Control groups can be used in multiple ways:
- By accessing the cgroup virtual file system manually.
- By creating and managing groups on the fly using tools like cgcreate, cgexec, and cgclassify (from libcgroup).
- Through the "rules engine daemon" that can automatically move processes of certain users, groups, or commands to cgroups as specified in its configuration.
- Indirectly through other software that uses cgroups, such as Docker, Linux Containers (LXC) virtualization, libvirt, systemd, Open Grid Scheduler/Grid Engine, and Google's lmctfy.
The Linux kernel documentation contains full technical details of the setup and use of control groups.
While not technically part of the cgroups work, a related feature of the Linux kernel is namespace isolation, where groups of processes are separated such that they cannot "see" resources in other groups. For example, a PID namespace provides a separate enumeration of process identifiers within each namespace. Also available are mount, UTS, network and SysV IPC namespaces.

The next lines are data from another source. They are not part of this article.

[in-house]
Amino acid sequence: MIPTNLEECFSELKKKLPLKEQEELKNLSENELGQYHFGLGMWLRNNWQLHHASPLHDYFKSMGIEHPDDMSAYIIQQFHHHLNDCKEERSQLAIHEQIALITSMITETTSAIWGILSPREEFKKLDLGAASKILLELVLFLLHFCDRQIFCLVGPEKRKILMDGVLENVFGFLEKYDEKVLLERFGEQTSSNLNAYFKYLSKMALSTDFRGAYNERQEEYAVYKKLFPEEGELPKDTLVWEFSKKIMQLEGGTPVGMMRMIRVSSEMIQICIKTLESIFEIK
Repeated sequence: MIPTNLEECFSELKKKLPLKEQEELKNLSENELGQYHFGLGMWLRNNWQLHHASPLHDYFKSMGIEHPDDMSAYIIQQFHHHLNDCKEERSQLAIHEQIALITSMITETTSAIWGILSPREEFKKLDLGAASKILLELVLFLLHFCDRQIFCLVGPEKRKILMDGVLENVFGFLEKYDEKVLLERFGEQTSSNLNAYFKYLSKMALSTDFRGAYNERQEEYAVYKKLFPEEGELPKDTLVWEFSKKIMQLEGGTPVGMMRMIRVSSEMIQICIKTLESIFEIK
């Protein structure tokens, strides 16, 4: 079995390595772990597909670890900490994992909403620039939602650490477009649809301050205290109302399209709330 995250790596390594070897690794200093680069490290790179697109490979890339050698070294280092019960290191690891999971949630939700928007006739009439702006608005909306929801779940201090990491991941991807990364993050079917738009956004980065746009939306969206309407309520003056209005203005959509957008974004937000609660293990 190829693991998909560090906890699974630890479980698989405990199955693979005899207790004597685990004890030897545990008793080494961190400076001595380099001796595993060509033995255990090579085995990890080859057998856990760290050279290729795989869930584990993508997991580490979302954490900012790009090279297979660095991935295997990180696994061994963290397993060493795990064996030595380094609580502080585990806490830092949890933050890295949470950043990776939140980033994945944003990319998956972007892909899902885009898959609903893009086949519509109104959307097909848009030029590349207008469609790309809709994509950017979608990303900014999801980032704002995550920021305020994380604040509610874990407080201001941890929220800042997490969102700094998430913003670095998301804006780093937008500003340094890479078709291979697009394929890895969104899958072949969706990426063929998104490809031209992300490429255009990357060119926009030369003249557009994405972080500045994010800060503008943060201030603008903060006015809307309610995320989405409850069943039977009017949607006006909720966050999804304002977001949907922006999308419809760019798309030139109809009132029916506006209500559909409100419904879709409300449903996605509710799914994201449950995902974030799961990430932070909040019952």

- The PID namespace provides isolation for the allocation of process identifiers (PIDs), lists of processes and their details. While the new namespace is isolated from other siblings, processes in its "parent" namespace still see all processes in child namespaces—albeit with different PID numbers.
- Network namespace isolates the network interface controllers (physical or virtual), iptables firewall rules, routing tables etc. Network namespaces can be connected with each other using the "veth" virtual Ethernet device.